Thursday, August 29, 2013

Samford University wasn’t always named Samford University

In 1841, Samford University was founded as Howard College. Originally located in Marion, Alabama, Rev. James Harvey DeVotie advocated naming the college after the 18th century philanthropist and English prison reformer, John Howard.

To a modern audience, John Howard seems a strange choice for a small Baptist college in Alabama. He was not Baptist, nor was he heavily involved in church matters. Rather, John Howard was a member of the merchant class of Britain and attributed for being the first English prison reformer. He traveled across Europe documenting the deplorable conditions of prison.

As for his dedication as a prison reformer, Howard viewed his work as humanitarian. In the 19th century, prison reform was a topic of heavy debate which is perhaps why DeVotie chose to name the school after the renowned John Howard. He was widely revered as a model of Christian compassion.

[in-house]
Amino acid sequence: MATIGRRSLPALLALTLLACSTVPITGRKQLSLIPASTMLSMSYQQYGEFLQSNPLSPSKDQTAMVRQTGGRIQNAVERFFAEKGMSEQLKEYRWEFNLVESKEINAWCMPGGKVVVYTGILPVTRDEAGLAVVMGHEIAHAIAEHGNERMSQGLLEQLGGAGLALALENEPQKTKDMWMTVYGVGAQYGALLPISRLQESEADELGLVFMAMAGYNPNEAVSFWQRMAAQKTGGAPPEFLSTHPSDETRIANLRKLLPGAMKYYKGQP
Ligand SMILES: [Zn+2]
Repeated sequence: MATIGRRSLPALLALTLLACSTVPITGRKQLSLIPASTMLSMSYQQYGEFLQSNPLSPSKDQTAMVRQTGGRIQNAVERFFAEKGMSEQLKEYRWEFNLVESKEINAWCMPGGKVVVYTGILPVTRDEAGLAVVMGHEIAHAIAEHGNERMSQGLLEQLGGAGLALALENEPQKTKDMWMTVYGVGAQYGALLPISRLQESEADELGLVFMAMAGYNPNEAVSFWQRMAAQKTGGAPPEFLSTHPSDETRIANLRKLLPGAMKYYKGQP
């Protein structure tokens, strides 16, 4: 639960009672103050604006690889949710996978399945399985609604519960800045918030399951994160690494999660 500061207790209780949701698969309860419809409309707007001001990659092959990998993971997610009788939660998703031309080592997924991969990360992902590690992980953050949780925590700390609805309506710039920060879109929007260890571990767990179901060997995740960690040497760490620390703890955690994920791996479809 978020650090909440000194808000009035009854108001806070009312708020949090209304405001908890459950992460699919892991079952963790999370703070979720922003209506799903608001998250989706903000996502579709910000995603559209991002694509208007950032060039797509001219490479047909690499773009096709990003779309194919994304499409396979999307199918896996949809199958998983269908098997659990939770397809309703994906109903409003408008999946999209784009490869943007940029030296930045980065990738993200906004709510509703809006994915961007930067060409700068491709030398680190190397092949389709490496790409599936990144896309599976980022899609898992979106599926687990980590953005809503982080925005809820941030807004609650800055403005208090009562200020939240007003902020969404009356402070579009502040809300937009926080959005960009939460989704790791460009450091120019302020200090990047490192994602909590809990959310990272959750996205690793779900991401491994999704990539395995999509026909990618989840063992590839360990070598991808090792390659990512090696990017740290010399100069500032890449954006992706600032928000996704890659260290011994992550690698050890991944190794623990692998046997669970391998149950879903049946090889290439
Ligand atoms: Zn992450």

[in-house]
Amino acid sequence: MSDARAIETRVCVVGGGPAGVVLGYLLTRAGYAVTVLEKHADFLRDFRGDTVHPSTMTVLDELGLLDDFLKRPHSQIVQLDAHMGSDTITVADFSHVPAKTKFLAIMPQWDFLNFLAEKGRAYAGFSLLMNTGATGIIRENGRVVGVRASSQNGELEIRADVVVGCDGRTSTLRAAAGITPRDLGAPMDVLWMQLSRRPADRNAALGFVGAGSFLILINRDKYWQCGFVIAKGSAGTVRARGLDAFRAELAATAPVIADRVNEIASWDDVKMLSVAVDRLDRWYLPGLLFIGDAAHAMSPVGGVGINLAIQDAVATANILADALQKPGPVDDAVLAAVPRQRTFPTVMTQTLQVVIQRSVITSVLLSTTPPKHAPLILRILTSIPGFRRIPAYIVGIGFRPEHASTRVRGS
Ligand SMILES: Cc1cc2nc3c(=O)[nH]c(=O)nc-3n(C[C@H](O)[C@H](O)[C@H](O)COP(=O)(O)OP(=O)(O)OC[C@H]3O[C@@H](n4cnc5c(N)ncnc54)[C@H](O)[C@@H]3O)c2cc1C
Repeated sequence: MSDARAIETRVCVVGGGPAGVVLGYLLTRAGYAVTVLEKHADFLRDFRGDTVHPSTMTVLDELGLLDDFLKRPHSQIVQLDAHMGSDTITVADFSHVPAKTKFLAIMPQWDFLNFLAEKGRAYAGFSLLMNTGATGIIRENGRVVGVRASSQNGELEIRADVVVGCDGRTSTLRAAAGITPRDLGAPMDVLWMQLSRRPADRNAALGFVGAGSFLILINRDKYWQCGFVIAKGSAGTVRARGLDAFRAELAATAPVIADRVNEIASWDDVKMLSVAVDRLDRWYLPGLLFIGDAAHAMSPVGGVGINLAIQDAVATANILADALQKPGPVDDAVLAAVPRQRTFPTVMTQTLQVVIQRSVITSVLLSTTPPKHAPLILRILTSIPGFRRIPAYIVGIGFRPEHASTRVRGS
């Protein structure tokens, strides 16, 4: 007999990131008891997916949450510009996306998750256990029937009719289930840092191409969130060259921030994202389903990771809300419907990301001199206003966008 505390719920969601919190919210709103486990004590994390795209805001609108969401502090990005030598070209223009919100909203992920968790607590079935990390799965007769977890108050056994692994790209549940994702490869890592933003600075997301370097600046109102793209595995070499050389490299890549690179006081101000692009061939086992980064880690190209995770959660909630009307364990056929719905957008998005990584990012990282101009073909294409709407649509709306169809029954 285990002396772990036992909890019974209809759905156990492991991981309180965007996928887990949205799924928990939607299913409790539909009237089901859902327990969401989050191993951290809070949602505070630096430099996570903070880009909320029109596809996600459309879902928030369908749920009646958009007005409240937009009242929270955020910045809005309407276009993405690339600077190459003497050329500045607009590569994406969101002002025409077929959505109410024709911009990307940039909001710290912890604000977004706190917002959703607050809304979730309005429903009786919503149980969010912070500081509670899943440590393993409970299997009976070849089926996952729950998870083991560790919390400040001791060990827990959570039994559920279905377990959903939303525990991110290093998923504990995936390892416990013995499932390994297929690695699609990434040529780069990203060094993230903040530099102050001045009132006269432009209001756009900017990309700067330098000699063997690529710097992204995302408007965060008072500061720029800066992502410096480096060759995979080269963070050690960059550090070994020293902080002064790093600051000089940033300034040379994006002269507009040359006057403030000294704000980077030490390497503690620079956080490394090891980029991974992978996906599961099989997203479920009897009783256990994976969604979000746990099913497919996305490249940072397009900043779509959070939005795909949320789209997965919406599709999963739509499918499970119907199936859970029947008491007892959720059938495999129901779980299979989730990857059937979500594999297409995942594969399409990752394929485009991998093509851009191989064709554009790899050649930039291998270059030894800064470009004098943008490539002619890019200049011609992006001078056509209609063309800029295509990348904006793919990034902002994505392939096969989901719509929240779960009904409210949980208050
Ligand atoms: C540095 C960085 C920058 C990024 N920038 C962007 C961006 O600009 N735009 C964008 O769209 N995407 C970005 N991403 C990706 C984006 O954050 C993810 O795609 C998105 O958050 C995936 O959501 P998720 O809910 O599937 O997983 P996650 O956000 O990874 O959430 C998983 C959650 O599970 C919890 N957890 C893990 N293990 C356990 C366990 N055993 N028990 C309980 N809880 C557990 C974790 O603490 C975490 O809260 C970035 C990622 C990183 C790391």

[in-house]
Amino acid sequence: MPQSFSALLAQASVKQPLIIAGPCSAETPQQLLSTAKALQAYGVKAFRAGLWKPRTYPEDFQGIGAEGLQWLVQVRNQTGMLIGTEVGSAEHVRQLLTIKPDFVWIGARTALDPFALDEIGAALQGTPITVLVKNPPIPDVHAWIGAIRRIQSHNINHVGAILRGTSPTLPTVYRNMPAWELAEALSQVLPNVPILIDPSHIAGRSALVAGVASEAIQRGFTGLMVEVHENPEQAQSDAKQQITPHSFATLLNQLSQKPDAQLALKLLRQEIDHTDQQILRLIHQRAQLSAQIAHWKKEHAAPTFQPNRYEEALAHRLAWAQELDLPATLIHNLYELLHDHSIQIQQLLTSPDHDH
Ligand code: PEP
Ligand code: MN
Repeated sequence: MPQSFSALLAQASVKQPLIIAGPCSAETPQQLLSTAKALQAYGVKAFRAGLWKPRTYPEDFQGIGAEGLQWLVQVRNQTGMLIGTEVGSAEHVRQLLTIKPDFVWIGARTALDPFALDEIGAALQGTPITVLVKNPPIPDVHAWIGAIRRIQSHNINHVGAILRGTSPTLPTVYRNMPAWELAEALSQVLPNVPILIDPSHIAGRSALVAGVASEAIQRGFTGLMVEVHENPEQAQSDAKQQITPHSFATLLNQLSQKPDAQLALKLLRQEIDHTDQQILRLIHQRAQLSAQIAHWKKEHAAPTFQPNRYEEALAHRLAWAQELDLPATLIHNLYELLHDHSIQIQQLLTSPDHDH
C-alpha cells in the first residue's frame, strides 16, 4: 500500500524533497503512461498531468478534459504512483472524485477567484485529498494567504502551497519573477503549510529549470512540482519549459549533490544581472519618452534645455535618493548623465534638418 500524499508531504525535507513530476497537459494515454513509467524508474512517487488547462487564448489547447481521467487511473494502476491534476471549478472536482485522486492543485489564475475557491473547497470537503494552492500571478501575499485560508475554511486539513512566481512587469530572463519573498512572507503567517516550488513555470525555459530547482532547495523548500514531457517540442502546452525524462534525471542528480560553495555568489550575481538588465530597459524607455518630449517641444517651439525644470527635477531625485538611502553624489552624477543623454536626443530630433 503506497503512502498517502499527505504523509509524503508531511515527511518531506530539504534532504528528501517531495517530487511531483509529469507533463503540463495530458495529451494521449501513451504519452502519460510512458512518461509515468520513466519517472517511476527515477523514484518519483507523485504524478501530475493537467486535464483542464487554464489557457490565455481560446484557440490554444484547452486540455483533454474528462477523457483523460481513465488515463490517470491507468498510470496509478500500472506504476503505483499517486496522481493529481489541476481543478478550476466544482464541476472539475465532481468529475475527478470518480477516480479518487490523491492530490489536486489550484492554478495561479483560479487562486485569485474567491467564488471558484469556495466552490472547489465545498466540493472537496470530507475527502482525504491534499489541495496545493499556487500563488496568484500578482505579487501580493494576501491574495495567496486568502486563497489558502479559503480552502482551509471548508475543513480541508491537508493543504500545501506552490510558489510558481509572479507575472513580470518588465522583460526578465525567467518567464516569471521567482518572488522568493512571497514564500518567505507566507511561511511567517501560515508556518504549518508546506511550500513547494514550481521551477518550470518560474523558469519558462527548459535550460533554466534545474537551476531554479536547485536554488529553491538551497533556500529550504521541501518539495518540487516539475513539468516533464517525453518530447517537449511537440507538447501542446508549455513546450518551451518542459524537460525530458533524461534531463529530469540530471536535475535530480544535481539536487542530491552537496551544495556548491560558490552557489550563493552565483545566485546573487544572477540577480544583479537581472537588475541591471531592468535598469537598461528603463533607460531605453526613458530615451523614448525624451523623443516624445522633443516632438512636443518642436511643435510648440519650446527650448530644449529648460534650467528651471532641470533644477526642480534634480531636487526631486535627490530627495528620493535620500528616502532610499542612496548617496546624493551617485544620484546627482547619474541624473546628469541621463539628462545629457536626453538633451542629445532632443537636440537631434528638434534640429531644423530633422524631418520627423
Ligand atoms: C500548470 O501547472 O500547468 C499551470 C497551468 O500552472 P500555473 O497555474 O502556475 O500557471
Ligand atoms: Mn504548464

If you’d like to read more about John Howard, check out Dean Chapman’s article for Season’s magazine in Spring 2005 or come visit the Special Collection. The Special Collection in the University Library holds a first edition, 1777, of John Howard’s book on English prisons and a second edition, 1791, of his book on European prisons, as well as a letter by Howard and several other items of interest, all thanks to the generosity of a donor.

So, why aren’t we still Howard?  In part because when Howard College became a university in 1965 there already was a Howard University. The name was changed to Samford University in honor of Frank Park Samford and the Samford family’s contribution to the university. The Howard College of Arts and Sciences retained both the name and the legacy of this great humanitarian.

On Tuesday, September 3rd, the University Library will celebrate John Howard’s 287th Birthday with cake and coffee at 10:00  am.   Come Join the Celebration!

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